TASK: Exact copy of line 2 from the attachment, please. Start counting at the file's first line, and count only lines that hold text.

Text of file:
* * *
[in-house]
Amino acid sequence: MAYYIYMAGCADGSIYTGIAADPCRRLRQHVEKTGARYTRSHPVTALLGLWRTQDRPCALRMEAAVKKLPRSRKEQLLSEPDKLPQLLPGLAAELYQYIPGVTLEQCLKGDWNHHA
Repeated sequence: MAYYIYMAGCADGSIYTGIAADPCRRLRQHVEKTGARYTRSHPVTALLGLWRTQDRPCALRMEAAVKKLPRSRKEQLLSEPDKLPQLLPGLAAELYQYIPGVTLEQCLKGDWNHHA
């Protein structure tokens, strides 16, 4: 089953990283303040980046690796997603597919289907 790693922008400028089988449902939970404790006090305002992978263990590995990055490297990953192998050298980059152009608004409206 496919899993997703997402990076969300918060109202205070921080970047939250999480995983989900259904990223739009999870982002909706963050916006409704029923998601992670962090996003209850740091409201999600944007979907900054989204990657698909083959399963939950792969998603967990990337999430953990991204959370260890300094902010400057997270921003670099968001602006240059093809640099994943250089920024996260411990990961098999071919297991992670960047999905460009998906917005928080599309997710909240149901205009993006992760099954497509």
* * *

Amino acid sequence: MAYYIYMAGCADGSIYTGIAADPCRRLRQHVEKTGARYTRSHPVTALLGLWRTQDRPCALRMEAAVKKLPRSRKEQLLSEPDKLPQLLPGLAAELYQYIPGVTLEQCLKGDWNHHA